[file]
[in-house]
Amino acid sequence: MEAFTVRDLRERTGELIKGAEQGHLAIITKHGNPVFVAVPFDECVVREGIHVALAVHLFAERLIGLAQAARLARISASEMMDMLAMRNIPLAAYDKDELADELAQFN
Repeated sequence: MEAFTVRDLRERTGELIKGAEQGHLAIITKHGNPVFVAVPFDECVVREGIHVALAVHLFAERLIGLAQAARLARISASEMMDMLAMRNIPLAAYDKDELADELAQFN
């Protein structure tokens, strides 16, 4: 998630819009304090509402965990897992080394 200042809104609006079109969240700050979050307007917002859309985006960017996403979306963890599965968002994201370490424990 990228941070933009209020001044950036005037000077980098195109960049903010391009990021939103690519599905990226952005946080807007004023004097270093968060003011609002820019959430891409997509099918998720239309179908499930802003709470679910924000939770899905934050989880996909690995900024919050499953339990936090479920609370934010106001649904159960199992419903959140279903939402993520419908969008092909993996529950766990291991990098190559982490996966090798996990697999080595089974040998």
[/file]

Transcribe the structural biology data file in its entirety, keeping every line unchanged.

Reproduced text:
[in-house]
Amino acid sequence: MEAFTVRDLRERTGELIKGAEQGHLAIITKHGNPVFVAVPFDECVVREGIHVALAVHLFAERLIGLAQAARLARISASEMMDMLAMRNIPLAAYDKDELADELAQFN
Repeated sequence: MEAFTVRDLRERTGELIKGAEQGHLAIITKHGNPVFVAVPFDECVVREGIHVALAVHLFAERLIGLAQAARLARISASEMMDMLAMRNIPLAAYDKDELADELAQFN
């Protein structure tokens, strides 16, 4: 998630819009304090509402965990897992080394 200042809104609006079109969240700050979050307007917002859309985006960017996403979306963890599965968002994201370490424990 990228941070933009209020001044950036005037000077980098195109960049903010391009990021939103690519599905990226952005946080807007004023004097270093968060003011609002820019959430891409997509099918998720239309179908499930802003709470679910924000939770899905934050989880996909690995900024919050499953339990936090479920609370934010106001649904159960199992419903959140279903939402993520419908969008092909993996529950766990291991990098190559982490996966090798996990697999080595089974040998």